Our Teens Take Charge (TTC) Advisory Council is made up of eight articulate, creative, enthusiastic teenagers who are ready and willing to take a stand against hydrocephalus. As part of our interview series in commemoration of our 30th anniversary, our intern, Jessica Ford, sits down with TTC Advisory Council member Wyatt Barris to talk about TTC, the Hydrocephalus Association (HA), and his message to the world about living with hydrocephalus.
HA: How did you find the Hydrocephalus Association?
WYATT: I found HA through a conference I attended at the Children’s Hospital & Research Center Oakland. I met HA’s Director of Education and Support, Karima Roumila. She sparked my interest in the association. Once I got a Facebook account, I regained contact with HA. They asked me to do a blog for their new program, Teens Take Charge, and I was so honored. I thought, “Wow, a nationwide association wants me to do a blog for them?! I am so proud!” (Hydrocephalus Teens Take Charge – Wyatt Speaks Up!)
HA: How has HA made an impact on your life?
WYATT: It has made me realize what I can do with my life. When I was a kid, like any other kid, I thought “Oh, I want to be a chef or an astronaut.” It was not until I got involved with HA and the Teens Take Charge program that I discovered my career path. I want to go into biological sciences to help find a cure for hydrocephalus.
HA: What is your favorite HA memory from one of the HA-sponsored events you’ve attended?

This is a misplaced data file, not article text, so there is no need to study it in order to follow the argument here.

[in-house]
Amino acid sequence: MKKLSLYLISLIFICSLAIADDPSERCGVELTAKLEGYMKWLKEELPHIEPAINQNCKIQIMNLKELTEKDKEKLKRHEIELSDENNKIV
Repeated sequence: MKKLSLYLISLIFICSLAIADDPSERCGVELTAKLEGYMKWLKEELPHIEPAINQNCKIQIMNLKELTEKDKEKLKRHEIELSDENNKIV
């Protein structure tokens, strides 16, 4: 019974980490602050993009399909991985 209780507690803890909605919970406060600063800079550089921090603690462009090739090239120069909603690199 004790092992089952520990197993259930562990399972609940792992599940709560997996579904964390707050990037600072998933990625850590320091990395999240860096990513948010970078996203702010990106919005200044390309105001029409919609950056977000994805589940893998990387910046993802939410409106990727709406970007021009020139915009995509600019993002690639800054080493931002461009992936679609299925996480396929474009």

WYATT: My favorite memory is meeting my fellow TTC Advisory Council members in person this past summer at HA’s 12th National Conference on Hydrocephalus. It was awesome meeting the people that I had talked with through Facebook and over the phone. I truly felt like I was a part of something upon meeting everybody. It felt like a tight-knit family.
HA: Wow. It seems as if TTC has been an important part of your life. Why did you decide to join TTC and how have you been involved with the program?
WYATT: I decided to join TTC because it was something that gave teens and young adults a voice. We are an important part of the hydrocephalus community. Teens have a chance to say, “Hey! I have hydrocephalus, and this is my story behind it.” We can get connected to other people our age and share our experiences.
I am a member of the Teens Take Charge Advisory Council and I feel it is one of my greatest accomplishments. When I found out that I had the opportunity, I literally jumped out of my chair with excitement. TTC has changed my life so much. Just being a part of a group that accomplishes so much with the hydrocephalus community and working with Jennifer Bechard (HA’s Support Group Liaison and Teens Take Charge Mentor) is something I cherish so much. Since I joined TTC, I have participated in numerous activities nationally and locally with my fellow council members. Last year, I spoke on two panel sessions at HA’s National Conference on Hydrocephalus and participated in HA’s advocacy day. I have written many blogs for TTC and have played an active role on TTC’s Facebook page. Locally, I walked in my hometown parade last year for HA and TTC and plan to again this year. I have also hosted educational discussions on hydrocephalus in the classroom at my high school to raise awareness and educate my peers and faculty members. With the help of my fellow TTC Advisory Council members, I am trying to put a book together of dozens and dozens of stories about people with hydrocephalus. It could give everyone an idea of what hydrocephalus is and what life is like for people living with hydrocephalus.